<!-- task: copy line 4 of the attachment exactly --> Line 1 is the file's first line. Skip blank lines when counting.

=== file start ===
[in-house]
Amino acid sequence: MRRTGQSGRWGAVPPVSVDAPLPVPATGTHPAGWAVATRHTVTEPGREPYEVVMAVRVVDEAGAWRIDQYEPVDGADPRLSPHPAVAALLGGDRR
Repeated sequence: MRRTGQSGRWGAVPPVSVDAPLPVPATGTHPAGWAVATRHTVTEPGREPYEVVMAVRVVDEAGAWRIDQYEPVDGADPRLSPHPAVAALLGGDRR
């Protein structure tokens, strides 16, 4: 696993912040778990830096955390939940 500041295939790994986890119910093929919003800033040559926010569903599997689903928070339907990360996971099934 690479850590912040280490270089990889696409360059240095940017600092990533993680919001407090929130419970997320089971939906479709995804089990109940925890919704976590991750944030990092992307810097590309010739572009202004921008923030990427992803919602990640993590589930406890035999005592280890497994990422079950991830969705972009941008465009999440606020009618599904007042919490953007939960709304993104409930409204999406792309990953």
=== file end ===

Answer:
């Protein structure tokens, strides 16, 4: 696993912040778990830096955390939940 500041295939790994986890119910093929919003800033040559926010569903599997689903928070339907990360996971099934 690479850590912040280490270089990889696409360059240095940017600092990533993680919001407090929130419970997320089971939906479709995804089990109940925890919704976590991750944030990092992307810097590309010739572009202004921008923030990427992803919602990640993590589930406890035999005592280890497994990422079950991830969705972009941008465009999440606020009618599904007042919490953007939960709304993104409930409204999406792309990953």